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play begins as Leigh herself sweeps onto the stage for her last press
conference – still the glamorous movie star and still talking in
Scarlett O'Hara's voice. But it's an illusion. Long past Scarlett's
prime, no longer the Georgia peach, she is the thorny English rose who
orchestrated her career and romance with Sir Laurence Olivier like
Grant took Richmond, no matter the cost.
Driven by hidden demons, Leigh had three
defining roles---Scarlett O'Hara from "Gone With the Wind,"
Blanche DuBois from "A Streetcar Named Desire." and Lady O,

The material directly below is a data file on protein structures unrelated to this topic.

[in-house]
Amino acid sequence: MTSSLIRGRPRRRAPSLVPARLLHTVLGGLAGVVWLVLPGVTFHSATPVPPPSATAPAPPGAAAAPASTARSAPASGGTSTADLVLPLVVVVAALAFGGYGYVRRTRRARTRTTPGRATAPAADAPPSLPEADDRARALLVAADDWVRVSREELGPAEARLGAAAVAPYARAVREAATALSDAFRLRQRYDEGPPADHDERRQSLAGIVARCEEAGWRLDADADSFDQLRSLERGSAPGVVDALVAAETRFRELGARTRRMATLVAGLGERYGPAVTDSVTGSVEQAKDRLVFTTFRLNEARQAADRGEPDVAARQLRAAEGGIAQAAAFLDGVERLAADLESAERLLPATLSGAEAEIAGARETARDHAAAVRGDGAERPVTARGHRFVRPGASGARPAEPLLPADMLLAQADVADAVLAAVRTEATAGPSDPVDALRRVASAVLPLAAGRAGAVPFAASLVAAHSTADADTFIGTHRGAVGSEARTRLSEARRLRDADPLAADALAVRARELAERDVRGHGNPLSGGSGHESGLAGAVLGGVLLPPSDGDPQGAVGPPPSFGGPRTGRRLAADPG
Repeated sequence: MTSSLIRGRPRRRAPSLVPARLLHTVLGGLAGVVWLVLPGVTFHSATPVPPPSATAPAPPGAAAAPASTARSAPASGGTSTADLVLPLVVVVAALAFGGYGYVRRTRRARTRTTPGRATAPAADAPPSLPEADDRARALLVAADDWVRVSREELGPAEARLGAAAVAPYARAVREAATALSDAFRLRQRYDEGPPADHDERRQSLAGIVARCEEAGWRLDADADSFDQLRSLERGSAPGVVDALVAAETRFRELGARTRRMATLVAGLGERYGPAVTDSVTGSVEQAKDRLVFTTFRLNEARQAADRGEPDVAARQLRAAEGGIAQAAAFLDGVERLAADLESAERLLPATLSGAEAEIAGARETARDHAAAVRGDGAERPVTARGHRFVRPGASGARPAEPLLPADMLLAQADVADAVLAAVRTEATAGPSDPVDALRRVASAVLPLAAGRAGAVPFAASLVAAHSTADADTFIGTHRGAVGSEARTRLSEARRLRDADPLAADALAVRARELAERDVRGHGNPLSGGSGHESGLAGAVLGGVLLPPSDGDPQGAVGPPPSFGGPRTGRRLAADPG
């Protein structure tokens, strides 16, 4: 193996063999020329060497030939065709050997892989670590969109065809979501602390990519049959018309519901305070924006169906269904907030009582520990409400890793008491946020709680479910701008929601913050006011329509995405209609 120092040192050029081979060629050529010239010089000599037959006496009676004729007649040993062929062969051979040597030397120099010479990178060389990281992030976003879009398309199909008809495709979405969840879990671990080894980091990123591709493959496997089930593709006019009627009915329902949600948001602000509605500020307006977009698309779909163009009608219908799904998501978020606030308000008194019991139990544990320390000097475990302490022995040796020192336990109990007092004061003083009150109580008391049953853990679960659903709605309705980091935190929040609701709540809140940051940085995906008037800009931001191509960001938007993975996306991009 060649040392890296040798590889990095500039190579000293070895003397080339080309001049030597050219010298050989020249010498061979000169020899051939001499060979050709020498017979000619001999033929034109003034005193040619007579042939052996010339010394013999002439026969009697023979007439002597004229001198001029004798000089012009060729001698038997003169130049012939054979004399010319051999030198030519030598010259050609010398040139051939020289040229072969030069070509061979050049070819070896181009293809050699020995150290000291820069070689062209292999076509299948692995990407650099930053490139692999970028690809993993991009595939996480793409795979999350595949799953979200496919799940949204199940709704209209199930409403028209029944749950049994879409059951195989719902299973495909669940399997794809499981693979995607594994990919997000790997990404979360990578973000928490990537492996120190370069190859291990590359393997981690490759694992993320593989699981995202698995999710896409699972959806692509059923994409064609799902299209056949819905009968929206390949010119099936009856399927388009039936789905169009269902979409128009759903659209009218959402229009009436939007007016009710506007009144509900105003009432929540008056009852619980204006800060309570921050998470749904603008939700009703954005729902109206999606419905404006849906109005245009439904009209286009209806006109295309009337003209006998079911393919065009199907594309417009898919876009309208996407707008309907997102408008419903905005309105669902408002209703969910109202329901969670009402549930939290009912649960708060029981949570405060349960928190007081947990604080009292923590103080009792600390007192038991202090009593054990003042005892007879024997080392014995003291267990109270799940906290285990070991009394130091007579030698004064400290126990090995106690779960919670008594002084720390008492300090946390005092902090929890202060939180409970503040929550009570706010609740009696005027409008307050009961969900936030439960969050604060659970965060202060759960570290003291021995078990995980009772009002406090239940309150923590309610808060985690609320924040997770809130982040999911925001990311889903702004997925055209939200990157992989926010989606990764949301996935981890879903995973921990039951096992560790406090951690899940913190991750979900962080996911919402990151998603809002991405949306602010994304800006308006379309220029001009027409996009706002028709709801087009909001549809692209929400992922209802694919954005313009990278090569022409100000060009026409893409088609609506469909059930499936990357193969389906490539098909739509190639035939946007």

Olivier---and was tortured by them. "I can't be still," she
said, "a monster may come." She drifts between past and
present, the past always present, in an attempt to define herself this
one last time, exposing Viv, the world's darling, desperate for truth
and stripped to the bone1.
Vivien Leigh, The Last Press Conference
is the story of a woman, blessed with all the Gods could bestow, at
war with the devil: a monster called manic depression. Brave and
beautiful, a stage actress who owned the title role in the most
popular motion picture ever made. An English rose who garnered two
Academy Awards for her portrayal of Southern heroines.
Vivien Leigh was Tinkerbell and Lady Macbeth. A
modern legend who is remembered with love and admiration. For the
bounty of her legacy eclipses the horrors of the madness that
caused her such shame. When she succumbed to tuberculosis at age
fifty-four, she had been preparing for Edward Albee’s play "A
Delicate Balance"…the title of which seems her most fitting